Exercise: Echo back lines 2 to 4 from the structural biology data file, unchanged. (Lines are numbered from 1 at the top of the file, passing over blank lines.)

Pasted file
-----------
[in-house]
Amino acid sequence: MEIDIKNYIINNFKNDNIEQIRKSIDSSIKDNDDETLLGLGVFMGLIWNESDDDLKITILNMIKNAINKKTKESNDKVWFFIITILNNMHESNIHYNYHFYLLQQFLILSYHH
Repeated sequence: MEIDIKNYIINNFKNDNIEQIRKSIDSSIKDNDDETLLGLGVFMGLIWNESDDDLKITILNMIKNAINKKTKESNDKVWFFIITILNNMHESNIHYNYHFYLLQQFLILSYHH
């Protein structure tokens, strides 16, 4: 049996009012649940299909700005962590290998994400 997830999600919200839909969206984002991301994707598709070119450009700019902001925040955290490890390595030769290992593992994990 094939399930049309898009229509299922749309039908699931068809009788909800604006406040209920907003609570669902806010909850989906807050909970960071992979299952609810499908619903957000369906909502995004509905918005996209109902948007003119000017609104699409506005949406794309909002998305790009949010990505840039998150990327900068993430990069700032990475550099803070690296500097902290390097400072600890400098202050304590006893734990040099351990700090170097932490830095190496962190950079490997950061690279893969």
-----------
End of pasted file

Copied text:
Amino acid sequence: MEIDIKNYIINNFKNDNIEQIRKSIDSSIKDNDDETLLGLGVFMGLIWNESDDDLKITILNMIKNAINKKTKESNDKVWFFIITILNNMHESNIHYNYHFYLLQQFLILSYHH
Repeated sequence: MEIDIKNYIINNFKNDNIEQIRKSIDSSIKDNDDETLLGLGVFMGLIWNESDDDLKITILNMIKNAINKKTKESNDKVWFFIITILNNMHESNIHYNYHFYLLQQFLILSYHH
């Protein structure tokens, strides 16, 4: 049996009012649940299909700005962590290998994400 997830999600919200839909969206984002991301994707598709070119450009700019902001925040955290490890390595030769290992593992994990 094939399930049309898009229509299922749309039908699931068809009788909800604006406040209920907003609570669902806010909850989906807050909970960071992979299952609810499908619903957000369906909502995004509905918005996209109902948007003119000017609104699409506005949406794309909002998305790009949010990505840039998150990327900068993430990069700032990475550099803070690296500097902290390097400072600890400098202050304590006893734990040099351990700090170097932490830095190496962190950079490997950061690279893969």